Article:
Are We There Yet?
How I realised I needed to stop panicking about progress
Tick, tock, tick, tock. Career; biological clock.
Tick, tock, tick tock. Buy or rent; writer's block.
Tick, tock, tick, tock. Holiday; better car.
Tick, tock, tick, tock. What you have; who you are.
A wise person once said, life does not consist in an abundance of possessions. A handy aphorism, even if it doesn't include everything we might tend to measure our lives by (I've listed a few above).
My problem is, I really like things. I like physical things - pretty things and useful things and clever things - and I like those other kinds of things: social acceptance, approval, indulgent experiences, the praise of others. Who doesn't?
But all these things, or my love of and need for them, tend to create a 'destination' image in my head, a place of fulfilment that I'm travelling toward. Every year I find myself asking, are we there yet? The answer is always no. And I've been realising why that is.
It's because things are not supposed to fulfil us. Our happiness is not supposed to be dependent on collecting stuff, compliments, accomplishments. That's probably why they only bring us a temporary buzz, a passing pleasure that's soon sunk under the weight of expectation to achieve the next milestone, the next big thing. Whether that's a degree or a baby or a new house or a promotion or spare cash to flash about, there's always something else to aim for, and if we're not careful it can consume us.
I think that the only true value in life is in relationships, and what we give and get in those relationships. Our family, friends, partner, the people we meet and how we choose to interact with them - how we change and grow as people - how we impact the world we live in. These are the things that really matter, and in the (ongoing!) process of learning that, I'm getting a bit better at skipping the 'are we there yet?' panic. A bit.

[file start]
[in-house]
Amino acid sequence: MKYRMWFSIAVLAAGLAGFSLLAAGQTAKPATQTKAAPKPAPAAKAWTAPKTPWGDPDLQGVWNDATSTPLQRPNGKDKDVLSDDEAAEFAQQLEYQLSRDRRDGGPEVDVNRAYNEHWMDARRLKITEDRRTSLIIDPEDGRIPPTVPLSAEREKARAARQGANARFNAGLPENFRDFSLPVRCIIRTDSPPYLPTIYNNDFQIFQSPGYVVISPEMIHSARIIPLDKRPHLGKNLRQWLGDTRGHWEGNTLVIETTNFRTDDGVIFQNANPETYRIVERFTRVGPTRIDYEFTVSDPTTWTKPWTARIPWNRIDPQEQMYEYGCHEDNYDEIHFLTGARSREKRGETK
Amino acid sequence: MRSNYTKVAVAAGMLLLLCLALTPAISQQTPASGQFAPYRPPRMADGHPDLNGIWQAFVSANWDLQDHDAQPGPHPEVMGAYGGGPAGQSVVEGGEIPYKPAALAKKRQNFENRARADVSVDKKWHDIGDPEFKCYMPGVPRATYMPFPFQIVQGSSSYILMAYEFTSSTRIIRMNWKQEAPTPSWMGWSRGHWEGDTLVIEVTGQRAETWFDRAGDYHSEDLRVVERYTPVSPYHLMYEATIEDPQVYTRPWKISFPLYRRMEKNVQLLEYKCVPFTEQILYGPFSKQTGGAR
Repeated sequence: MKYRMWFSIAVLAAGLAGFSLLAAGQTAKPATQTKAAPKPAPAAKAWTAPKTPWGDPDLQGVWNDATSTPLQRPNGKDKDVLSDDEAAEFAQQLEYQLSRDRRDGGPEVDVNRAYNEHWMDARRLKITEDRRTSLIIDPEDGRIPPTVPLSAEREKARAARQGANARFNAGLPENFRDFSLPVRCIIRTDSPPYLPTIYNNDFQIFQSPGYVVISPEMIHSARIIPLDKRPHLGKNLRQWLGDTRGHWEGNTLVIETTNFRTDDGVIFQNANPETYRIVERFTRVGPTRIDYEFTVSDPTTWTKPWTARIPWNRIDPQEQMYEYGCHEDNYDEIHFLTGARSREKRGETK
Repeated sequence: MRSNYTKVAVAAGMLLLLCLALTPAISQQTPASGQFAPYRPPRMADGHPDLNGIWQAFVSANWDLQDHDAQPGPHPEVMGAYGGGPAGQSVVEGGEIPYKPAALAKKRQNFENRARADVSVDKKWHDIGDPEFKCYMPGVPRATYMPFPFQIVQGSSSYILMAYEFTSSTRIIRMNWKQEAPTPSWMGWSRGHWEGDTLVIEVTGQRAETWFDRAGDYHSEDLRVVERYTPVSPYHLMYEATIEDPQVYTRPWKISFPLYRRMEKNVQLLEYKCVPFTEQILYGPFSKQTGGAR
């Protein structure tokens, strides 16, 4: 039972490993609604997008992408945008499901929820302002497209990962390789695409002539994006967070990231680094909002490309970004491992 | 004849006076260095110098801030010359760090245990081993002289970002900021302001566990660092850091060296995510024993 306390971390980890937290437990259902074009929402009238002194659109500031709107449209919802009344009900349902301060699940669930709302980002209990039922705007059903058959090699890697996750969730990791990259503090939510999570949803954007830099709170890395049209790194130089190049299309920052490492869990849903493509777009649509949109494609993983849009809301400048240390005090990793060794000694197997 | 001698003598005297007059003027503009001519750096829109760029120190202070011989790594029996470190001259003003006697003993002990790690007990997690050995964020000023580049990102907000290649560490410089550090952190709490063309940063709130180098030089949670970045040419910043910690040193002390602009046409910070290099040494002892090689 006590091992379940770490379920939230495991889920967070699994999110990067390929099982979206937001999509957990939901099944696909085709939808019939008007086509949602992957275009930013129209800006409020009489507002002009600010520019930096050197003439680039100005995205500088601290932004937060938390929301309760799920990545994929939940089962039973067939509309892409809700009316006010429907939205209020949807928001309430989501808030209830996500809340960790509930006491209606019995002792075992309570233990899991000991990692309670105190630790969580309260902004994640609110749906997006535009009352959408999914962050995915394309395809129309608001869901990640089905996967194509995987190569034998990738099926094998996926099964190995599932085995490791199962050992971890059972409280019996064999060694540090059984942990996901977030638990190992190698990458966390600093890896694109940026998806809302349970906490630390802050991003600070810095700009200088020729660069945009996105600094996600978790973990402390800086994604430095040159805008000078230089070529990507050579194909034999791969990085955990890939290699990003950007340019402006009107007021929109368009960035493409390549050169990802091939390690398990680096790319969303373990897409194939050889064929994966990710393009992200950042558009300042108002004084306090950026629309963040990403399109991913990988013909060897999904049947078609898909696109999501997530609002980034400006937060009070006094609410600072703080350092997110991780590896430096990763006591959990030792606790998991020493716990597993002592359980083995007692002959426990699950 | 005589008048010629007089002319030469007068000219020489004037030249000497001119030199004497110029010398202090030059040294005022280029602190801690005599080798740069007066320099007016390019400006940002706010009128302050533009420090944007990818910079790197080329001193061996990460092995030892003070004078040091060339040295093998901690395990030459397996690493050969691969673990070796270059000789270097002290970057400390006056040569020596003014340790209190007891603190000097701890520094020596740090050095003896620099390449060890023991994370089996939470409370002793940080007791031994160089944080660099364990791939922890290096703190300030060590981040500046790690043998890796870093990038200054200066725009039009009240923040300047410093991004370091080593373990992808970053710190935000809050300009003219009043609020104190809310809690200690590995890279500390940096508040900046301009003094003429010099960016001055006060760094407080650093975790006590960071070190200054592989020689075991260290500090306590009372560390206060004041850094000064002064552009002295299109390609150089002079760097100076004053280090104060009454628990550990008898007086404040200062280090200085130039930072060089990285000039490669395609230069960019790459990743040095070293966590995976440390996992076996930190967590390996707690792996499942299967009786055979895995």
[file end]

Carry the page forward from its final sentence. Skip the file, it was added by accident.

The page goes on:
Don't get me wrong, I'm not an ascetic. Things can be great. I'm not about to dump my shoe collection at the kerb, or contradict anyone who ever says a kind word to me. I'm definitely not about to stop trying to achieve something in life, but I'm trying to take a better approach to what I try to achieve. Because honestly, if I only go after things, I know I'll feel hollow at the end.
I read this very insightful article recently on the myth of 'having it all', and it struck a chord for me. I'm sure this applies for men as well, but as I'm not one, I can only speak from my own experience. I really do think the pressure of achievement is particularly high for women, because we're seen as needing to achieve on more fronts - as if family wasn't a male domain as well! There are still a lot of traditional, historical expectations at play, alongside the modern ones. It's enough to sink us if we let it.
For myself, I'd like to let go of a few unrealistic expectations that I've placed on myself, and maybe other people have placed on me too. Not because I can't achieve anything, but because working to standards we find unfair and never being satisfied are just bad for us all around. I'd like to stop asking 'are we there yet?', and make something worthwhile of the journey. I'd like to invest more in people and less in point scoring. I'd like to take the time to learn along the route.